Whether they would perform as well on a Vin twin, at much lower rpm, is moot. But the Vin also has an ESA, so maybe everything would balance out. What is certain is that if the belt drive on your Vin let go, it wouldn't wreck the castings, and a spare could easily be carried in the pocket of a Barbour jacket.
 

vibrac

Well Known and Active Website User
VOC Member
converted both my twin and single racers to belt drive both done a season bought two new belts for backup £60 the lot never used them.And there is another reason for a belt when I came to build the twin racer all the parts (except the clutch) for a primary drive came to £900 the Newby was £450 including a clutch oh and some alloy for a cover.
I think I shall be fitting a double tooth belt when I put my alphabet twin back on the road it may stop some of the ragged sprocket forces I note on rotating my Alton as the magnets cut in and out.
 

dagriise@online.no

Well Known and Active Website User
VOC Member
Newby belts

I just read MPH the other day and was made aware of the double belt solution. As i am in need of a primary transmission solution, and have had great service from a Newby belt drive from the early nineties, i probably will go for that solution. I have had it on a tuned A10, whith no engine shock absorbing, whith no ill effects. -Have changed plates twice, and treated myself to a new belt, and balls in the "trust bearing" for this season. What i like about this is that i can run the primary dry, and dont have to think about primary chain tensioning, and of course -it runs silent..

Regards Dag
Norway
 

Tom Gaynor

Well Known and Active Website User
VOC Member
Belt drives and Altons

I have a Velo friend who has an Alton, and who queried the fact that it appeared "notchy" when turned over by hand. This is apparently because it has permanent magnets, and what he was feeling was the magnets passing "the flux point". Allegedly, at engine speeds, it isn't a problem. I find this intrinsically plausible, because my experience is that a magneto that is "notchy" is a good 'un, because it means the magnets are working.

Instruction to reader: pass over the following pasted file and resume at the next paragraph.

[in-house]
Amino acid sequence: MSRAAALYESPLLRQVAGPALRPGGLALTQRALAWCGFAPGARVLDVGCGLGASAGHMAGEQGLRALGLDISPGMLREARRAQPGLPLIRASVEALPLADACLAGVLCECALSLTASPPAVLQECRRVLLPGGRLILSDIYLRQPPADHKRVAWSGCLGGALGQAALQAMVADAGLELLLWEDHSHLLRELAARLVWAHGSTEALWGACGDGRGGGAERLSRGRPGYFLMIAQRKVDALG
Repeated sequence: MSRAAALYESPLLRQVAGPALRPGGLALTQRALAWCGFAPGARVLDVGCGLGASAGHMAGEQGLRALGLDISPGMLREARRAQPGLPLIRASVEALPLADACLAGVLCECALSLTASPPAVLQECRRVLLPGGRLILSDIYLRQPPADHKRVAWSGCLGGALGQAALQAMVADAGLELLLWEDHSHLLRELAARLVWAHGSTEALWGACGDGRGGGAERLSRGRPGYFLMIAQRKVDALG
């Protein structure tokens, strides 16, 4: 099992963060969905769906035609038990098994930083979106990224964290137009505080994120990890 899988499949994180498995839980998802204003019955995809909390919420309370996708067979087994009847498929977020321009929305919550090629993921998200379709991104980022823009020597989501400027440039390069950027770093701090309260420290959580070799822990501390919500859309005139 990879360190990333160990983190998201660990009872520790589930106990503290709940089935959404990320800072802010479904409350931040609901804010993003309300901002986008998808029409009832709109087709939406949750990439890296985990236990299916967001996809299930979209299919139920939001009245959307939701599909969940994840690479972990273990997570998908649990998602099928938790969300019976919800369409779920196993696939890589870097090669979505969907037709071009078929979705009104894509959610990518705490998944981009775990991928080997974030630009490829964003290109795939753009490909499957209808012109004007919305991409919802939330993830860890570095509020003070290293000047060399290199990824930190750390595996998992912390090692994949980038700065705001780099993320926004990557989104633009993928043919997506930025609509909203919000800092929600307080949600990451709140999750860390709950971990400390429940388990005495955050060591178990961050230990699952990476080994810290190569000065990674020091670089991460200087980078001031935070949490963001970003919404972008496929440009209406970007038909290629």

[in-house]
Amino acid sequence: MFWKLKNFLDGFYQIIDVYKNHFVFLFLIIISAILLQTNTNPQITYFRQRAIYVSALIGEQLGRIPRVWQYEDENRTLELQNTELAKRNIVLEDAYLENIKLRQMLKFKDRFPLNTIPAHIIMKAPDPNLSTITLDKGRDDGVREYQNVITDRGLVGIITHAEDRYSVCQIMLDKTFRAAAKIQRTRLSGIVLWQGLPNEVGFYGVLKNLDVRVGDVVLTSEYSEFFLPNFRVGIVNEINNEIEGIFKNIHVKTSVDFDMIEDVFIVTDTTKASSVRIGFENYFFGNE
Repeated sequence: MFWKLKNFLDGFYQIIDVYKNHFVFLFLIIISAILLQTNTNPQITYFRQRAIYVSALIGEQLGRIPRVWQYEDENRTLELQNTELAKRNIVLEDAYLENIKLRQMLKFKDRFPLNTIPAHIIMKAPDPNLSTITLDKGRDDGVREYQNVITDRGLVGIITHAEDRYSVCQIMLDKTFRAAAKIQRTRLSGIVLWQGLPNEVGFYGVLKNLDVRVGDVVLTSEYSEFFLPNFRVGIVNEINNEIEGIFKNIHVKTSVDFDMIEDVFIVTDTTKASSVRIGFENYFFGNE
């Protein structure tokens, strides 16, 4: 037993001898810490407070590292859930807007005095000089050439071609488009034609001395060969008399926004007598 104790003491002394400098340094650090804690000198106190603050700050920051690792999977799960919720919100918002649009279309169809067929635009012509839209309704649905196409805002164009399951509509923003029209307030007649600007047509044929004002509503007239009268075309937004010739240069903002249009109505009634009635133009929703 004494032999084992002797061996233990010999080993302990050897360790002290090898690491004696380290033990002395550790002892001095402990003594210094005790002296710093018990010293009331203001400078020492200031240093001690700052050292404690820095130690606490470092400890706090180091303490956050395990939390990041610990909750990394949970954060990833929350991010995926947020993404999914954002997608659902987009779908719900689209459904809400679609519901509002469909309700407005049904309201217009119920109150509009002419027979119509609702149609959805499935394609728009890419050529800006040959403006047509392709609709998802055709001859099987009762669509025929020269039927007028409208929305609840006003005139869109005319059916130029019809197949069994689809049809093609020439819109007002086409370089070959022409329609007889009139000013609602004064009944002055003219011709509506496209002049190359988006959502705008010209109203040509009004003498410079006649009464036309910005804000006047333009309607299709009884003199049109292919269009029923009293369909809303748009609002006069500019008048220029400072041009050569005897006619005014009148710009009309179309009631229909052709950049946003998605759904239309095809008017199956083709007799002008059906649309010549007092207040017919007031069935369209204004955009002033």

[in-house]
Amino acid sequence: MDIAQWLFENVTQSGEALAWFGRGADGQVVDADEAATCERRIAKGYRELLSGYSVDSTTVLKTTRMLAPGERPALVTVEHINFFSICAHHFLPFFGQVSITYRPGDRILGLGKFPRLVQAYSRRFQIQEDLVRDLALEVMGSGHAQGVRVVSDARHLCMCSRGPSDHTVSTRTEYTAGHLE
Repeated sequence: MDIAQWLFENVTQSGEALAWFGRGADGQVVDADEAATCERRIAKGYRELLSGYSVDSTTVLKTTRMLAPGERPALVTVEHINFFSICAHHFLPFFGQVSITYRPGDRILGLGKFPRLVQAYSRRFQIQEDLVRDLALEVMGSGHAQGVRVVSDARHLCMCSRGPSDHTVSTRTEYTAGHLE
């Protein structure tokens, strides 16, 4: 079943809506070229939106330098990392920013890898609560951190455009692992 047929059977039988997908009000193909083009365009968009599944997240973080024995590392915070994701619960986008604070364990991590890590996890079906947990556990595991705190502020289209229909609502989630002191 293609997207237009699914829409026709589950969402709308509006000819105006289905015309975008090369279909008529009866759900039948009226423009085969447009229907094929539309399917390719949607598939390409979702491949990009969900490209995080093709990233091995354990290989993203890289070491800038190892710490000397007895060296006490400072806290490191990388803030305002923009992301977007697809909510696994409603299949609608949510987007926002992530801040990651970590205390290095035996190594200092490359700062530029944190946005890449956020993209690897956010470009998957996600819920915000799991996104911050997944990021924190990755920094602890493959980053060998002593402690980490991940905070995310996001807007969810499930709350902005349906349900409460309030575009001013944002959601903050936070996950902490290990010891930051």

converted both my twin and single racers to belt drive both done a season bought two new belts for backup £60 the lot never used them.And there is another reason for a belt when I came to build the twin racer all the parts (except the clutch) for a primary drive came to £900 the Newby was £450 including a clutch oh and some alloy for a cover.
I think I shall be fitting a double tooth belt when I put my alphabet twin back on the road it may stop some of the ragged sprocket forces I note on rotating my Alton as the magnets cut in and out.
 

vibrac

Well Known and Active Website User
VOC Member
Alton notchiness-Its a 'good en' alright it took every roller out of my center run of my primary chain when I fitted it ,mind you that was on the 1999 lap of the IOM and I was also still under the impression that Reynolds triplex was the good old stuff rather than steel spagetti for tin box camshafts it now is (welded rollers indeed!)
 

Rocket3

Well Known and Active Website User
VOC Member
There is no dynamo to drive on my bike as it has no electrical equipment, it has a daytime MOT and spends most of its time on the track.